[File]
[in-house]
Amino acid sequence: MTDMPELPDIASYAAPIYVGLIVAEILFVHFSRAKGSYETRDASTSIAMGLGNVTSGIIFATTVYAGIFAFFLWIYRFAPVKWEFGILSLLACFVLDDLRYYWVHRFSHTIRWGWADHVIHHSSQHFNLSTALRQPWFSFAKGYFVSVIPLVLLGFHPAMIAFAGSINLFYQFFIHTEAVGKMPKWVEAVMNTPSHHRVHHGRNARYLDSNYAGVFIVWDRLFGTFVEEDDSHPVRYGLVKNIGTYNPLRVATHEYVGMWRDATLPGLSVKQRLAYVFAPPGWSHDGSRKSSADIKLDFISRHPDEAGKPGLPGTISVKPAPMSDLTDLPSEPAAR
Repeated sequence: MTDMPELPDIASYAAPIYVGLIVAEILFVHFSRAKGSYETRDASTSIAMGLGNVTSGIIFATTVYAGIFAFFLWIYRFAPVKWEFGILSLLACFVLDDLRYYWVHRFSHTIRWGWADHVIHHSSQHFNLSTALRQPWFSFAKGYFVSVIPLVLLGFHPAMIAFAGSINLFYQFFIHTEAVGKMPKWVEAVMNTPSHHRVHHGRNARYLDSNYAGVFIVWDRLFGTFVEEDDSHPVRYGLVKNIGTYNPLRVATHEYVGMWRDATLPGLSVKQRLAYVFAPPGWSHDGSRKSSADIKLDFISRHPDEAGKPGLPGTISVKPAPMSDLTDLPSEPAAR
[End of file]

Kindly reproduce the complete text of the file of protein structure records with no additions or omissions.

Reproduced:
[in-house]
Amino acid sequence: MTDMPELPDIASYAAPIYVGLIVAEILFVHFSRAKGSYETRDASTSIAMGLGNVTSGIIFATTVYAGIFAFFLWIYRFAPVKWEFGILSLLACFVLDDLRYYWVHRFSHTIRWGWADHVIHHSSQHFNLSTALRQPWFSFAKGYFVSVIPLVLLGFHPAMIAFAGSINLFYQFFIHTEAVGKMPKWVEAVMNTPSHHRVHHGRNARYLDSNYAGVFIVWDRLFGTFVEEDDSHPVRYGLVKNIGTYNPLRVATHEYVGMWRDATLPGLSVKQRLAYVFAPPGWSHDGSRKSSADIKLDFISRHPDEAGKPGLPGTISVKPAPMSDLTDLPSEPAAR
Repeated sequence: MTDMPELPDIASYAAPIYVGLIVAEILFVHFSRAKGSYETRDASTSIAMGLGNVTSGIIFATTVYAGIFAFFLWIYRFAPVKWEFGILSLLACFVLDDLRYYWVHRFSHTIRWGWADHVIHHSSQHFNLSTALRQPWFSFAKGYFVSVIPLVLLGFHPAMIAFAGSINLFYQFFIHTEAVGKMPKWVEAVMNTPSHHRVHHGRNARYLDSNYAGVFIVWDRLFGTFVEEDDSHPVRYGLVKNIGTYNPLRVATHEYVGMWRDATLPGLSVKQRLAYVFAPPGWSHDGSRKSSADIKLDFISRHPDEAGKPGLPGTISVKPAPMSDLTDLPSEPAAR